Q. In a recent column you described Social Security as “the big Kahuna.” You declared that "even the affluent need Social Security".
Further in the column you qualify that by saying "relatively affluent". But you never define "affluent.” For context, I was wondering what you consider to be affluent? In other words, by what measure would you say a person doesn't need Social Security? ---C.P., by email
A. Great question--- and I’m sorry I wasn’t more specific earlier. I’ve been critical of people who assume Social Security won’t exist. Why? Simple. The idea that Social Security won't exist is proof they are clueless about the importance of Social Security. But I’ve never figured out when Social Security isn’t “needed." So let’s look for a basic measure.
We can start with the percentage of income Social Security replaces for those at the top of the wage base---the $118,000 cap on income that is included in the benefits calculation. Workers who have always earned at the top of the wage base cap can expect Social Security benefits to replace about 25 percent of their pre-retirement income.
Most people would consider losing 25 percent of their income a major problem. Only about 6 percent of all workers earn more than the $118,000 Social Security wage base cap. So it’s probably fair to say that Social Security is important for at least 94 percent of all workers.
Now let's double or triple income over the wage base cap to $236,000 or $354,000. At that level Social Security benefits wouldn’t account for more than 8 to 12 percent of needed retirement income if they had successfully saved for their retirement. For people at that income level a drop that size is an inconvenience, at most.
That would put the threshold of irrelevance for Social Security up with the top 2 or 3 percent of earners.
And that’s why Social Security is so important.
Q. I am 60. I’m thinking about retiring in the next couple years. My wife is 67 and retired. We are currently 101 percent funded, for retirement, until age 90. I am concerned about the pending market correction that is being talked about. It may be a drop of 10 to 20 percent right about the time I retire. Am I wrong to think that I should not retire if my retirement takes that big a hit? Would it be best for me to continue working till it rebounds a little? ---J.S., by email
A. Financial planning types have a name for your worry: sequence of returns risk. A retirement portfolio that begins with a series of “good” investment years has a much higher chance of long term survival than a retirement portfolio that begins with a series of “bad” investment years. People who retired in the early 1970s, for instance, retired into a bear market and rising inflation. Many had to go back to work or drastically reduce their standard of living.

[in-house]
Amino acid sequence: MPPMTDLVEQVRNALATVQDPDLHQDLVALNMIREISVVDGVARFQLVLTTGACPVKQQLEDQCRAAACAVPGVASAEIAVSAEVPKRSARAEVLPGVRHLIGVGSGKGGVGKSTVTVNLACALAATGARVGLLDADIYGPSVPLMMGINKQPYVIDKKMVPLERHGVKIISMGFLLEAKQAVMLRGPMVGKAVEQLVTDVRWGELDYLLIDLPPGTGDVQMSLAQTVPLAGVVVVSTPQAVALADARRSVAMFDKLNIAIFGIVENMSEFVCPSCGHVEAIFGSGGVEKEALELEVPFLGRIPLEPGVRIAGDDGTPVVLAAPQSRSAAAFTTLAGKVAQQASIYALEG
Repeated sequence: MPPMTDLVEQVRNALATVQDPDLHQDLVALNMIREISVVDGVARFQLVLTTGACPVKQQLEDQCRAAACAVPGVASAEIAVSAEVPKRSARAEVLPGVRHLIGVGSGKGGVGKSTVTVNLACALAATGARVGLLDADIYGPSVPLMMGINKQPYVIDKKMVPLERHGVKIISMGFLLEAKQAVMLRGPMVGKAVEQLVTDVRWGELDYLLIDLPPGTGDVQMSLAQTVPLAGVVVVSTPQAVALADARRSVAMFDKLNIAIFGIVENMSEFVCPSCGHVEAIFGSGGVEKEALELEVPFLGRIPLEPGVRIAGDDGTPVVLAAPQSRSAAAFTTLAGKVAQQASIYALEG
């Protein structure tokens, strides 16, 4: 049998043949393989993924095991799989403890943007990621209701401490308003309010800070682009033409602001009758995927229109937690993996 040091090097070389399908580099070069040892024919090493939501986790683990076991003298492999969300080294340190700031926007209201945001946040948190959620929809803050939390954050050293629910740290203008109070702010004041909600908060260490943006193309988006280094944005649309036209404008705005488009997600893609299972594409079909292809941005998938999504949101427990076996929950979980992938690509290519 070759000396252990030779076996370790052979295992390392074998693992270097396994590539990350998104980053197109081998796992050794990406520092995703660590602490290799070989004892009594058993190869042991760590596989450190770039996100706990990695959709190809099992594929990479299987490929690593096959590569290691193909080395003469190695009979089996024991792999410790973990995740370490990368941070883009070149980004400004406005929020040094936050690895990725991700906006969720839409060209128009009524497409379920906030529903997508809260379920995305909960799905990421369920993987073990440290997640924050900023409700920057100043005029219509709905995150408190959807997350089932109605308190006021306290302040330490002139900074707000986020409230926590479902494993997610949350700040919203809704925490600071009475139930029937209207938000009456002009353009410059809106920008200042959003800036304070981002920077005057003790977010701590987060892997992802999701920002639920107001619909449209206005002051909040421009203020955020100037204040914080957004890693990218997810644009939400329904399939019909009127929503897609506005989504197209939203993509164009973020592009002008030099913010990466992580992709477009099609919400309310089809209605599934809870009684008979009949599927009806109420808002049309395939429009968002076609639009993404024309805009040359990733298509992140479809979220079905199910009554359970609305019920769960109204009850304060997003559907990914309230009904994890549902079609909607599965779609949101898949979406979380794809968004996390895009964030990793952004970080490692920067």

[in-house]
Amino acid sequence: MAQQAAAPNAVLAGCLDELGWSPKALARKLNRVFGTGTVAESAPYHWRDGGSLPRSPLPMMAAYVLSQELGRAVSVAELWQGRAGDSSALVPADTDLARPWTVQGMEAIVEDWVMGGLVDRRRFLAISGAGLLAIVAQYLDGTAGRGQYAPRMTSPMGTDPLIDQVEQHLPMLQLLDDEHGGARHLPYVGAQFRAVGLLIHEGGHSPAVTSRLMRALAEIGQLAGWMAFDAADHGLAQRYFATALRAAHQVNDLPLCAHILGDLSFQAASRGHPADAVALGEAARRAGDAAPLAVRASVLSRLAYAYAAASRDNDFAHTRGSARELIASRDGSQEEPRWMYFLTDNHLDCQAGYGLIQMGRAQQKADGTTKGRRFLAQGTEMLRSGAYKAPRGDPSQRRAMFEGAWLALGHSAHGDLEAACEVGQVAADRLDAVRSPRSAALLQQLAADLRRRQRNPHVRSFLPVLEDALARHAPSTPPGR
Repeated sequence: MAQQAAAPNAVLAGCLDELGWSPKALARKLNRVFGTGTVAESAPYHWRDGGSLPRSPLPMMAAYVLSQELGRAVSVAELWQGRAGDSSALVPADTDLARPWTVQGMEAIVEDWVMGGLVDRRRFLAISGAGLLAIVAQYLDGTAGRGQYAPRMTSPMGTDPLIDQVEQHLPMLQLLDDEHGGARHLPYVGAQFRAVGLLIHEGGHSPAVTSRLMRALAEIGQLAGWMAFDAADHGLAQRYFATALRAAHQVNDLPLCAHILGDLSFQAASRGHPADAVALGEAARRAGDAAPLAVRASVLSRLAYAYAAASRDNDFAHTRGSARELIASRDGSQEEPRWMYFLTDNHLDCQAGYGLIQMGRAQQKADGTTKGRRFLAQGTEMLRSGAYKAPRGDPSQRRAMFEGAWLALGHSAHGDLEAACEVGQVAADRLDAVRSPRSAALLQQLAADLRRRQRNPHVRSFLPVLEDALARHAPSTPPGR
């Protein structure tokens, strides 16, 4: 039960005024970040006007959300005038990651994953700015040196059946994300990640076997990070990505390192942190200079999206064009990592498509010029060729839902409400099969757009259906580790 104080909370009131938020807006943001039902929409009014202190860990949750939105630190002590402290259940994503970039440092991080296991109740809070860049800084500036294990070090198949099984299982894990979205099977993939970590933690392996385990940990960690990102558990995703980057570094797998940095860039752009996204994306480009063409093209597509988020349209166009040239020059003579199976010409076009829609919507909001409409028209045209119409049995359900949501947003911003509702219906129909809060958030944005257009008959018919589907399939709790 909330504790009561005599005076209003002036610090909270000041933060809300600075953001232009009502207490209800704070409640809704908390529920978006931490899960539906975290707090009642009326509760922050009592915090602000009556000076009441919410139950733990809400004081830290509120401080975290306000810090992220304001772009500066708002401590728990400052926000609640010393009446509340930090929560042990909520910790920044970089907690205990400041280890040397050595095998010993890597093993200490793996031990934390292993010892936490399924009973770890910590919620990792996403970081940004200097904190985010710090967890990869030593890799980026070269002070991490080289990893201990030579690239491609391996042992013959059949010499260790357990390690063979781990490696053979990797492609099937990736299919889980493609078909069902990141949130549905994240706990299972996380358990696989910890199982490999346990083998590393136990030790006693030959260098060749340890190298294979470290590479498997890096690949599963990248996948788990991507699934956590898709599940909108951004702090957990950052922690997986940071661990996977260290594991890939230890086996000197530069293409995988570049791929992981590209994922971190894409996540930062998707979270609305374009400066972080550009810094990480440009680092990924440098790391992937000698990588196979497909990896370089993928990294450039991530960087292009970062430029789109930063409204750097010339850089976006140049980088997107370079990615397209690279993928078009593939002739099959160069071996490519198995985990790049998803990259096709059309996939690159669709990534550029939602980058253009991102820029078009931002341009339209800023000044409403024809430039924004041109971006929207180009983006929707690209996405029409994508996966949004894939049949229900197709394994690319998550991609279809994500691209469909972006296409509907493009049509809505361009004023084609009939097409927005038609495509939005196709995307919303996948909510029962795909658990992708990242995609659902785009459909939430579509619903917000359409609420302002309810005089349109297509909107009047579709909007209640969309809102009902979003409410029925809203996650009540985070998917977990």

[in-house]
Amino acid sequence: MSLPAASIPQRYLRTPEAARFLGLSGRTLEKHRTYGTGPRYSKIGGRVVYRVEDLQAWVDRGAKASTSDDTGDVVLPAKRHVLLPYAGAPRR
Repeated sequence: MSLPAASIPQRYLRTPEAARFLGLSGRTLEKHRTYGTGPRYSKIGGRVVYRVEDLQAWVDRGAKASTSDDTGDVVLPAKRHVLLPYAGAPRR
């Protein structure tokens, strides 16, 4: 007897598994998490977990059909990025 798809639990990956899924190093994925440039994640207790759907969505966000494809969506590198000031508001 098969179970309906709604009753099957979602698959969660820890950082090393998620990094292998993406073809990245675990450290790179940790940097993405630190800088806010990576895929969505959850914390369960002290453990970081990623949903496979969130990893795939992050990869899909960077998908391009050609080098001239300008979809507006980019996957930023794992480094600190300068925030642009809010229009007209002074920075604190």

Those who retired in the late 1990’s have been having a similar experience, but with less inflation.
Those who retired in the early 1980s had the reverse experience— their savings increased rapidly, much faster than their spending needs. They were on the good side of sequence of returns risk.
There is a difference, however, between a market correction— a 10 percent drop in stock prices— and a major sequence of returns risk. If you put off retiring because of a 10 percent market decline, you might never retire. This is a good time for you to examine your living standard risk— how much your life will really be affected by a market decline.
Let me give you an example. Suppose Social Security provides 50 percent of your retirement income and your nest egg is expected to provide the rest. If stocks decline 20 percent and you are 100 percent invested in stocks, your spending ability will drop by about 10 percent. But if your nest egg is a more typical 50 percent in stocks, your spending ability will only drop by half that, 5 percent.
Rather than plan your retirement around market ups and downs, I suggest that you look at all the different ways you can deal with some fluctuation in your spending.